The people named in those records — 43 in all, most no longer carrying a badge — often are referred to as “Brady cops.” That’s a nod to Brady v. State of Maryland, the landmark 1963 U.S. Supreme Court ruling that defendants must be told about potentially exculpatory evidence in criminal cases, including questions about police witness credibility.


Maintaining those files is an important and at times unpopular function of law enforcement, Snohomish County Prosecuting Attorney Mark Roe said. The case management database at the prosecutor’s office is programmed to automatically flag the officers whenever they surface as witnesses in a case.


“A potential consequence of not disclosing something could be the reversal of an important case, even a dismissal,” Roe said.


Still, the information about “Brady cops” is not something local prosecutors freely share. For years, they’ve required defense attorneys to agree to court orders placing limits on what they can do with those details unless the information is admitted for use at trial.


The prosecutor’s office has been using court rules to keep the files secret, even though records about police misconduct are rarely shielded from public disclosure.


Police witnesses occupy a special place in criminal cases. They gather, secure and introduce the evidence that prosecutors rely on at trial. Their dispassionate, just-the-facts testimony can carry extra credibility. Doubts about truthfulness or competency can be devastating.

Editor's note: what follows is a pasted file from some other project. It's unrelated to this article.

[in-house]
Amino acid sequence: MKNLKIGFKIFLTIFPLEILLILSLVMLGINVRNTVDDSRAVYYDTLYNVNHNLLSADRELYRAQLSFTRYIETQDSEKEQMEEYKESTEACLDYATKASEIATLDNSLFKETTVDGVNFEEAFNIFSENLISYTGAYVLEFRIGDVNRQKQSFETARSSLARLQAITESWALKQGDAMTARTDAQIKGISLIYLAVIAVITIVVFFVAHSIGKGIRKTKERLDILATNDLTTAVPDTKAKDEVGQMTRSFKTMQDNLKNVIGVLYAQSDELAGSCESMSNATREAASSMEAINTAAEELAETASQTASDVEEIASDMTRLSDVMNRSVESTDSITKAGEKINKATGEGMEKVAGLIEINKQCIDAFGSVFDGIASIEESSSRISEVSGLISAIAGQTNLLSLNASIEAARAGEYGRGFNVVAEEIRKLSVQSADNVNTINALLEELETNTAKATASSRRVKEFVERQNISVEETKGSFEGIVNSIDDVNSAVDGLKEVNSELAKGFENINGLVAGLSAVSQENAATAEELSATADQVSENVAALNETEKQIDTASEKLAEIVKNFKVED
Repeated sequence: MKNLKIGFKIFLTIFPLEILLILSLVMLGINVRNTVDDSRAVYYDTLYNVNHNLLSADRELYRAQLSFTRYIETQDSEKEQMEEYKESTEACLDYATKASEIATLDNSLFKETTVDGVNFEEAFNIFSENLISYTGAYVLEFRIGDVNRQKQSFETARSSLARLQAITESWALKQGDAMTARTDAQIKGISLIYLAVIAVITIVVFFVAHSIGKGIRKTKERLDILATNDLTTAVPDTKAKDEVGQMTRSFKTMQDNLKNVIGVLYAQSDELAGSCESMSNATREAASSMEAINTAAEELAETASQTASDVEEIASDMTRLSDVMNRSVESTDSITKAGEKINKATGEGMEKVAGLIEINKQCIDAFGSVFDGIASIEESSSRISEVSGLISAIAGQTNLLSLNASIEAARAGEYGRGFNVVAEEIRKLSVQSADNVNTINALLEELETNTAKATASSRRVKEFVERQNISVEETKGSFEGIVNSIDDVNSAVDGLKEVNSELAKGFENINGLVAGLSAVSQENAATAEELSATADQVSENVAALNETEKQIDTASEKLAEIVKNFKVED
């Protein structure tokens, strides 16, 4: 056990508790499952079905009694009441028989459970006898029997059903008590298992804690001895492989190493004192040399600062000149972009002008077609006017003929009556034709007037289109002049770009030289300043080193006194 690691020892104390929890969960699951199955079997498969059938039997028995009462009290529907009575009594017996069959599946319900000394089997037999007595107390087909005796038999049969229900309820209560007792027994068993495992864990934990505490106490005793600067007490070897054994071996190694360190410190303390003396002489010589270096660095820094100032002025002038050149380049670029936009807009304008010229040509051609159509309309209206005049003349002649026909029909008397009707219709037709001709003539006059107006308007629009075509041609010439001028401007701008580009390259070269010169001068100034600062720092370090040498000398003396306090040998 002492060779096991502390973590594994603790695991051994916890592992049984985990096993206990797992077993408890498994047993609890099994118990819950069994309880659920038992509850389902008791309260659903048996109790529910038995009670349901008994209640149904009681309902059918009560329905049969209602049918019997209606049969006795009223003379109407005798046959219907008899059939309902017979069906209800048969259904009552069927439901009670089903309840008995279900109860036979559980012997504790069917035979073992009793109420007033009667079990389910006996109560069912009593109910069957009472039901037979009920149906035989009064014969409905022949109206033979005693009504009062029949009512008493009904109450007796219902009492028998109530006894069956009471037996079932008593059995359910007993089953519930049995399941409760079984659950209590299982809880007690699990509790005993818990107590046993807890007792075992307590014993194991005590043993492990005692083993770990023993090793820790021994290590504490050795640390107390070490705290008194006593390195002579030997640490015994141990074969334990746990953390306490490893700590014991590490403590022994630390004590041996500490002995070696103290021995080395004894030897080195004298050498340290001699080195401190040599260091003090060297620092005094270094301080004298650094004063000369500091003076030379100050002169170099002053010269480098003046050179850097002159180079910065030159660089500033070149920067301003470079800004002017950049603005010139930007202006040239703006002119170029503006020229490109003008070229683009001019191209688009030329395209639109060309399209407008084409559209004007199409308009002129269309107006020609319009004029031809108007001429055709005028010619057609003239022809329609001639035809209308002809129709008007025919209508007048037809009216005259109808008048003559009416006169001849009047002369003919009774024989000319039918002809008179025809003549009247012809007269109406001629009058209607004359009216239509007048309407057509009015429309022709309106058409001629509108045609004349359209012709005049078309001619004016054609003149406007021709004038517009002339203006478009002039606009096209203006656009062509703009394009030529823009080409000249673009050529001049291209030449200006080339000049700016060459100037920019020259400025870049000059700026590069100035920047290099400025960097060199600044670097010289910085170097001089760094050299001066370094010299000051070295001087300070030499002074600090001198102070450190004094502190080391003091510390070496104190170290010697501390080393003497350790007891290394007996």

“Brady” questions surfaced late last year as lawyers began preparing for the murder trial of the man accused of fatally shooting 15-year-old Molly Conley along a Lake Stevens roadside in June. Meanwhile, a court battle looms over what jurors will be told about the misdeeds of two fired Snohomish County sheriff’s deputies who 19 years ago played important roles in investigating the fates of two young women near Everett. Patti Berry was stabbed to death; Tracey Brazzel is still missing and presumed dead. Prosecutors say DNA links a convicted rapist to the “cold” cases. The man’s lawyer recently obtained a court order for all records about the former deputies’ misconduct. Neither is listed among the county’s “Brady” cops.


The Herald in January got access to the county’s “Brady list” information using state public records laws. That required assistance from Seattle open-government attorney Michele Earl-Hubbard. She handled resistance from lawyers representing people on the list. One of those named in the files brought a lawsuit, then quickly dropped it. The man was surprised to learn that he was a “Brady cop,” years after retiring from his police career. His name has since been removed from the files, because he’s unlikely to ever again be called as a witness, Roe said.


The prosecutor’s office supplied the newspaper with details about the 43 men and women on the list. Of those, 10 still are working in local law enforcement: six as deputies at the Snohomish County Sheriff’s Office, one as a Washington State Patrol trooper and one officer each at police departments in Everett, Lynnwood and Granite Falls.